News: Analysis & Commentary: TEXTILES
A COMPANY THAT KNOWS HOW TO PUT OUT A FIRE
After 23 years at Milliken & Co., Jean Railey suddenly finds herself working the third shift, inspecting carpets--a task she left behind years ago. The victim of another corporate downsizing? Hardly. Bailey took up her new job Feb. 6--six days after she watched her workplace burn to the ground. The La Grange (Ga.) plant flared on Jan. 31, and two weeks later 600 of the plant's 720 employees had new positions at Milliken facilities, some as far away as Britain and Japan.
The scene seems out of place in this era of restructuring and benefit cutbacks. Many companies would use a disaster such as the La Grange fire as an opportunity for write-offs and rationalizations. Not Milliken. Its response to the inferno at a key production plant demonstrates the payoff from effective disaster planning and strong customer ties. It's also a powerful, if anachronistic, image of small-town Southern paternalism--a company taking care of its company town.
OPPORTUNITY. La Grange, population 30,000, is a place that textiles have dominated from the time of the Civil War. Since the 1960s, textile money has paid to build half of every new church in town, much of La Grange College, and the county government offices. Closely held Milliken, with $1 billion in sales worldwide, accounts for one in five jobs.
It was Milliken's Live Oak/Milstar complex--which finishes carpet from eight other factories in town--where the fire started at 2 p.m. on Jan. 31, engulfing the plant in an hour. Alarms rang as far away as Lanett, Ala. And an urgent call sounded at Milliken's Spartanburg (S.C.) headquarters, where Chairman Roger Milliken was hosting a meeting of the company's 100-person contract sales force. Company officials raced to telephones, vainly urging the U.S. Forest Service to drop fire-killing chemicals on the plant's roof. Soon, however, Milliken learned the loss would be total. "We have a terrible problem," the 79-year-old grandson of founder Seth Milliken told his sales reps. "It's also a tremendous opportunity."
The opportunity: to show customers just how good a supplier Milliken could be. Two planeloads of Milliken brass left Spartanburg that afternoon for La Grange. Over the next four days, salespeople worked the phones, contacting all 2,000 customers who might be affected. Getting the word out was critical. "Obviously, our competitors were going to be out there, telling everybody Milliken is out of business," says employee Robert Baird.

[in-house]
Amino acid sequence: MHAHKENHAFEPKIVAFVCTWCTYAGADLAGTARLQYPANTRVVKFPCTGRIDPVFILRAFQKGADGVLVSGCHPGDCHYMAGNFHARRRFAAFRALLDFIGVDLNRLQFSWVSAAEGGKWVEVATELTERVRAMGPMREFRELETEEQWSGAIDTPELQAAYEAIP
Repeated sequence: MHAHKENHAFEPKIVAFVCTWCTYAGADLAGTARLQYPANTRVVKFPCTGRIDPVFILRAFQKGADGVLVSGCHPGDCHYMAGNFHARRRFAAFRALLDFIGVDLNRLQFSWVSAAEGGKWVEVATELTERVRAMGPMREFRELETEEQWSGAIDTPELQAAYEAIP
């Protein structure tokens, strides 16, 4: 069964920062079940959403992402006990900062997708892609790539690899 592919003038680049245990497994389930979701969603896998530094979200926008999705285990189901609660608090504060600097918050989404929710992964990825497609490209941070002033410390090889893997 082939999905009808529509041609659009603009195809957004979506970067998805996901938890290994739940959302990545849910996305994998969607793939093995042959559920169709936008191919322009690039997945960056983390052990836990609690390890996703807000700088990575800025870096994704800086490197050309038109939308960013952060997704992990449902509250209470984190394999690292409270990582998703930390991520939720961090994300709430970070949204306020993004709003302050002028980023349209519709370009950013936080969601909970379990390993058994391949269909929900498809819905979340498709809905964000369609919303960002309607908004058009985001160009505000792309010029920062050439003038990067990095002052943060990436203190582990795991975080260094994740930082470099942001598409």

That evening, at Milliken's behest, DuPont Co. had environmental specialists from seven states en route to La Grange. And by 3 a.m., company officials had organized 30 teams of Milliken employees to cover every concern, from personnel to reconstruction. Reports, complete with timetables, were due to Chief Operating Officer Thomas Malone by noon.
HEARTBREAKER. The next afternoon, 720 Milliken employees gathered at the La Grange College gym for what many figured was their last company meeting. "I can't sit at home. I have to get back to work," fretted Greg Barnes, a six-month Milliken worker. Malone told the crowd he was devastated by the loss. "I'm a gritty businessman, but this tore my heart out," he said later. Malone promised jobs for as many as possible and immediate unemployment benefits for the rest. A ripple of excitement ran through the gym when Malone said the company would fly some production employees to work temporarily at the company's factory in Wigan, England.
Milliken decided to fly more than just workers. To reduce delays, it chartered planes to send semifinished carpeting to the Wigan plant, essentially a twin of the defunct La Grange property. The fire wiped out five weeks of inventory, but Milliken promised to meet delivery deadlines for whatever critical needs it could and refer customers it couldn't serve to other suppliers. La Grange's plants worked around the clock to make up lost time. Two days after the fire, one of the company's biggest commercial accounts placed a $250,000 order--a vote of confidence that rallied the town.
A week later, the La Grange High School band serenaded the first group of London-bound employees as they boarded a bus to take them to the Atlanta airport. Jean Railey watched as her son-in-law, Milliken dye mixer Philip Wilkerson, left for his first trip abroad. "Everything went like clockwork," Railey says. "But I don't think I know anybody who doubted for a minute that it wouldn't be that way." In La Grange, Ga., that's still the way things work.By David Greising in La Grange, Ga.